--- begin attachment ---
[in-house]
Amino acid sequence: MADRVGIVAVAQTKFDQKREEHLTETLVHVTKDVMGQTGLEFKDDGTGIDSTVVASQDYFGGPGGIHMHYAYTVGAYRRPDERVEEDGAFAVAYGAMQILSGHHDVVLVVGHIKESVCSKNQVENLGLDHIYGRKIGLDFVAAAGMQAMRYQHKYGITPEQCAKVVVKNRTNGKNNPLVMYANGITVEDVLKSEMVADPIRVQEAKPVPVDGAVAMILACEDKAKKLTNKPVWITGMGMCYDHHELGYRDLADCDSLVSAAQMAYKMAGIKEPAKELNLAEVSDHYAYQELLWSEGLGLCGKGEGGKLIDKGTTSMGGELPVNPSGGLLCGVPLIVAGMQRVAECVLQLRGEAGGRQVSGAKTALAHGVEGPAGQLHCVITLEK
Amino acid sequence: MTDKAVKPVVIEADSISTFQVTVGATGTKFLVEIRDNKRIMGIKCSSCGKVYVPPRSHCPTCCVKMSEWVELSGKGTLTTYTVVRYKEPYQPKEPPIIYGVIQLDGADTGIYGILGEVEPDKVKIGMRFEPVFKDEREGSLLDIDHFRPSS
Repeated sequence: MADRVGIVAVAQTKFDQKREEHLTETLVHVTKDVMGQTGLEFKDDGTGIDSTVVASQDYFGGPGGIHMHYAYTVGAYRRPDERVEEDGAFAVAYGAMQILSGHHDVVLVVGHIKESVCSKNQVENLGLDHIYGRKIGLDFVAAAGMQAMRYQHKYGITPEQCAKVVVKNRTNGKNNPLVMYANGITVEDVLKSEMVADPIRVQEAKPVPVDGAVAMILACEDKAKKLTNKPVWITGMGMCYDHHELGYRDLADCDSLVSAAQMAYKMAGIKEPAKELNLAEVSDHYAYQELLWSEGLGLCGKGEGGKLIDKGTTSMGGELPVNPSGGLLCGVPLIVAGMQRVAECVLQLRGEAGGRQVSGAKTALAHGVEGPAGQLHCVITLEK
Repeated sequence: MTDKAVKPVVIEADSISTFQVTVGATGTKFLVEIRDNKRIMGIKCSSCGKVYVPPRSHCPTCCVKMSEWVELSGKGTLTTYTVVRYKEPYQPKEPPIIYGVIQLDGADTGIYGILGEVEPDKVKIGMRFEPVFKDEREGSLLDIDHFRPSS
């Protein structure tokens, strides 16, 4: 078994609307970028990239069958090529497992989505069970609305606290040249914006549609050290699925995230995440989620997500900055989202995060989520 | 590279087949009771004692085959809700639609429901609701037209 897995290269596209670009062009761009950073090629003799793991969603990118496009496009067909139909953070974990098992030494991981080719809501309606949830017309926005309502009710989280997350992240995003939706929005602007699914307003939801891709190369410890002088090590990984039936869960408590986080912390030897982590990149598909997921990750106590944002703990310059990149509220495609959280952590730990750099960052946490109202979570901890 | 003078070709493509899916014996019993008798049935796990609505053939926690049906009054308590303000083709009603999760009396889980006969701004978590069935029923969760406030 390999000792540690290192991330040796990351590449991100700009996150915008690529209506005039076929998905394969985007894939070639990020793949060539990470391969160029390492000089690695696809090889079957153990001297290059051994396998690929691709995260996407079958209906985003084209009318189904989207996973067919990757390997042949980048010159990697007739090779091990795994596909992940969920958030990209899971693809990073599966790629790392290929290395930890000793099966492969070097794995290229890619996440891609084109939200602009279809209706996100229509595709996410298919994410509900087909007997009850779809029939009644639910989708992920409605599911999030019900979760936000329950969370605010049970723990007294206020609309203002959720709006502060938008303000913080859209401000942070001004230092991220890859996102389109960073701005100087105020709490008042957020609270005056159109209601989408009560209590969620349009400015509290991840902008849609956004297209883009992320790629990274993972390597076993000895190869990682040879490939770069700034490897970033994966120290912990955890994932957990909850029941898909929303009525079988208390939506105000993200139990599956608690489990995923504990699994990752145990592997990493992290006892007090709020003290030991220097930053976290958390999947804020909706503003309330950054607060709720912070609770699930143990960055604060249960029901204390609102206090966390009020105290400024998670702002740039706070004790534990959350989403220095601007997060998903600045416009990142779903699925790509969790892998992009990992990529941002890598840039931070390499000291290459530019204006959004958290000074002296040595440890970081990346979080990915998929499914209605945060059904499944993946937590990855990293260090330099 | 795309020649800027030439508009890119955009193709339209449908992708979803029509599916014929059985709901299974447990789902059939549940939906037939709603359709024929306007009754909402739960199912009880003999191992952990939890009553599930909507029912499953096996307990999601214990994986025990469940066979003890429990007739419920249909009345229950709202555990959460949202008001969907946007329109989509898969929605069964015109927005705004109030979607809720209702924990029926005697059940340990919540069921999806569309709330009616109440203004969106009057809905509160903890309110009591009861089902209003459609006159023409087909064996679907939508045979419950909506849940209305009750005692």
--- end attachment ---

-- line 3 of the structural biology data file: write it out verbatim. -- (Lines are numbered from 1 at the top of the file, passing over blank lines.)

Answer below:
Amino acid sequence: MTDKAVKPVVIEADSISTFQVTVGATGTKFLVEIRDNKRIMGIKCSSCGKVYVPPRSHCPTCCVKMSEWVELSGKGTLTTYTVVRYKEPYQPKEPPIIYGVIQLDGADTGIYGILGEVEPDKVKIGMRFEPVFKDEREGSLLDIDHFRPSS